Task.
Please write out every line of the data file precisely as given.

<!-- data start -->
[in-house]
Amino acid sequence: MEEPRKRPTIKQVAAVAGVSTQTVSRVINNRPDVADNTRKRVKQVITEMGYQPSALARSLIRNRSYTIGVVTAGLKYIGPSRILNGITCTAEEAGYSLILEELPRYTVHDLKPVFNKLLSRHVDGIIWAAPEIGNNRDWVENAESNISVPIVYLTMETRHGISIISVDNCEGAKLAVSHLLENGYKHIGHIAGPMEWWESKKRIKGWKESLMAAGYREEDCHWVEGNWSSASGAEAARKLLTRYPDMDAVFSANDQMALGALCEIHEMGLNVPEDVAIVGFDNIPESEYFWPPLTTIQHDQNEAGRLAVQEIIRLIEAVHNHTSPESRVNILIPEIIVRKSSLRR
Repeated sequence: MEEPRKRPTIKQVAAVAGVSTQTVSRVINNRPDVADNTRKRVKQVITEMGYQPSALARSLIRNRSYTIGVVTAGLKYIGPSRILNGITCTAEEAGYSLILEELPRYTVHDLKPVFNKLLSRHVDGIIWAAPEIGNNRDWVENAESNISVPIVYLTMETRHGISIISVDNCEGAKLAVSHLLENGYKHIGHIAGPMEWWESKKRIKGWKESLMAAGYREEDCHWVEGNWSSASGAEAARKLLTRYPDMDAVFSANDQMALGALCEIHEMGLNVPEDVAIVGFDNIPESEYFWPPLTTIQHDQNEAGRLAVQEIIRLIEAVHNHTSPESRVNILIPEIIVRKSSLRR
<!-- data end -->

[in-house]
Amino acid sequence: MEEPRKRPTIKQVAAVAGVSTQTVSRVINNRPDVADNTRKRVKQVITEMGYQPSALARSLIRNRSYTIGVVTAGLKYIGPSRILNGITCTAEEAGYSLILEELPRYTVHDLKPVFNKLLSRHVDGIIWAAPEIGNNRDWVENAESNISVPIVYLTMETRHGISIISVDNCEGAKLAVSHLLENGYKHIGHIAGPMEWWESKKRIKGWKESLMAAGYREEDCHWVEGNWSSASGAEAARKLLTRYPDMDAVFSANDQMALGALCEIHEMGLNVPEDVAIVGFDNIPESEYFWPPLTTIQHDQNEAGRLAVQEIIRLIEAVHNHTSPESRVNILIPEIIVRKSSLRR
Repeated sequence: MEEPRKRPTIKQVAAVAGVSTQTVSRVINNRPDVADNTRKRVKQVITEMGYQPSALARSLIRNRSYTIGVVTAGLKYIGPSRILNGITCTAEEAGYSLILEELPRYTVHDLKPVFNKLLSRHVDGIIWAAPEIGNNRDWVENAESNISVPIVYLTMETRHGISIISVDNCEGAKLAVSHLLENGYKHIGHIAGPMEWWESKKRIKGWKESLMAAGYREEDCHWVEGNWSSASGAEAARKLLTRYPDMDAVFSANDQMALGALCEIHEMGLNVPEDVAIVGFDNIPESEYFWPPLTTIQHDQNEAGRLAVQEIIRLIEAVHNHTSPESRVNILIPEIIVRKSSLRR